Daniel Libeskind's Jewish Museum embodies the power of architecture when an idea is expressed to its fullest. Here he has explored the method of creating an exterior shell and interior spaces that cause the visitor to ponder how such a structure came to be built and what were the catalysts that inspired such explosive energy in form. The simple fact that it was realized as a built project is as impressive as the manifestation of the forms themselves. The obstacles overcome are a true testament to the human spirit.
Libeskind’s academic and intellectual practice culminate in this much-talked-about and unusual building. The design is based on a rather involved process of connecting lines between locations of historic events and locations of Jewish culture in Berlin. These lines form a basic outline and structure for the building. Libeskind also has used the concepts of absence, emptiness, and the invisible—expressions of the disappearance of Jewish culture in the city—to design the building. This concept takes form in a kinked and angled sequence through the building, orchestrated to allow the visitor to see (but not to enter) certain empty rooms, which Libeskind terms ‘voided voids.’ The ideas which generate the plan of the building repeat themselves on the surface of the building, where voids, windows, and perforations form a sort of cosmological composition on an otherwise undifferentiated, zig-zagging zinc surface.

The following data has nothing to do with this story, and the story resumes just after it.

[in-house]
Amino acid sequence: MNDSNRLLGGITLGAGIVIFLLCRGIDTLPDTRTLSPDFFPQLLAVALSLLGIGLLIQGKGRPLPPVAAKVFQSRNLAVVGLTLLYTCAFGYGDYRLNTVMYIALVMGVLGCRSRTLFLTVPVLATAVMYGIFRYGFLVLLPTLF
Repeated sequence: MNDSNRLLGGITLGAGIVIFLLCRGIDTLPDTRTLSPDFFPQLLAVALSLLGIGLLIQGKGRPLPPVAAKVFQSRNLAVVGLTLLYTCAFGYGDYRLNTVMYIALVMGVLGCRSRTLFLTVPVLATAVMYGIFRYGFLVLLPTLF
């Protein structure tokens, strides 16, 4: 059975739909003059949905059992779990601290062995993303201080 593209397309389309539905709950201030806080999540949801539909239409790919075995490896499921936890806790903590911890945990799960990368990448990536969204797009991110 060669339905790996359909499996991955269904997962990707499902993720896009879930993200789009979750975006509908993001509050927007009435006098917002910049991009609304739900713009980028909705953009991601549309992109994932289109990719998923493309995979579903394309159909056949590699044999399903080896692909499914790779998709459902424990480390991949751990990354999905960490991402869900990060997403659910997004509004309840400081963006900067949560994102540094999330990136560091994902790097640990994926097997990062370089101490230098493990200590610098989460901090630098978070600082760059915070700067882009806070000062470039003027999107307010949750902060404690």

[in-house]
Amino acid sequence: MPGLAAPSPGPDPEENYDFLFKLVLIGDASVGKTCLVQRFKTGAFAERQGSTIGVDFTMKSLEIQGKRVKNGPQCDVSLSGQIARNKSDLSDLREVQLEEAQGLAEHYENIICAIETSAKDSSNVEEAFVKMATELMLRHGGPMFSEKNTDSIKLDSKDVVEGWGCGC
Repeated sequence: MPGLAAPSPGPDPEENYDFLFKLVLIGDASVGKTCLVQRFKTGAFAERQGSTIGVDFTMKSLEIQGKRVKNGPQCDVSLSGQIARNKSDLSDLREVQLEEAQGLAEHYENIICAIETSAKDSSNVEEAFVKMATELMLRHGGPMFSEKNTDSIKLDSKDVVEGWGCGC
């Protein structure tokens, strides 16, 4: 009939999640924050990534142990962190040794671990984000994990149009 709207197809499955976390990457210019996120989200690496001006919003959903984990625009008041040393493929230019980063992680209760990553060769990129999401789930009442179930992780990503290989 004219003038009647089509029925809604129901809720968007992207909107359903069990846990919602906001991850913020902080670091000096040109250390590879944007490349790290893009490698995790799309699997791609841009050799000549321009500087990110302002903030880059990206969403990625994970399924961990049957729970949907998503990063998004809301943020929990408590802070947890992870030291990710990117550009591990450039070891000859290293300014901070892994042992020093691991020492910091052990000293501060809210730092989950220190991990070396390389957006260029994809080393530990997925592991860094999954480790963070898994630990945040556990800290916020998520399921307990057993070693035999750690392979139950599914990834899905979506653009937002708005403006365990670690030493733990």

If the intellectual narrative which generates Libeskind’s work is complicated and inaccessible to the uninitiated, the building itself should stir emotion in even the most casual visitor. The stark meeting of the zinc-paneled exterior and the sky and the sharp incisions of windows are somewhat forbidding—if beautiful. (Text via)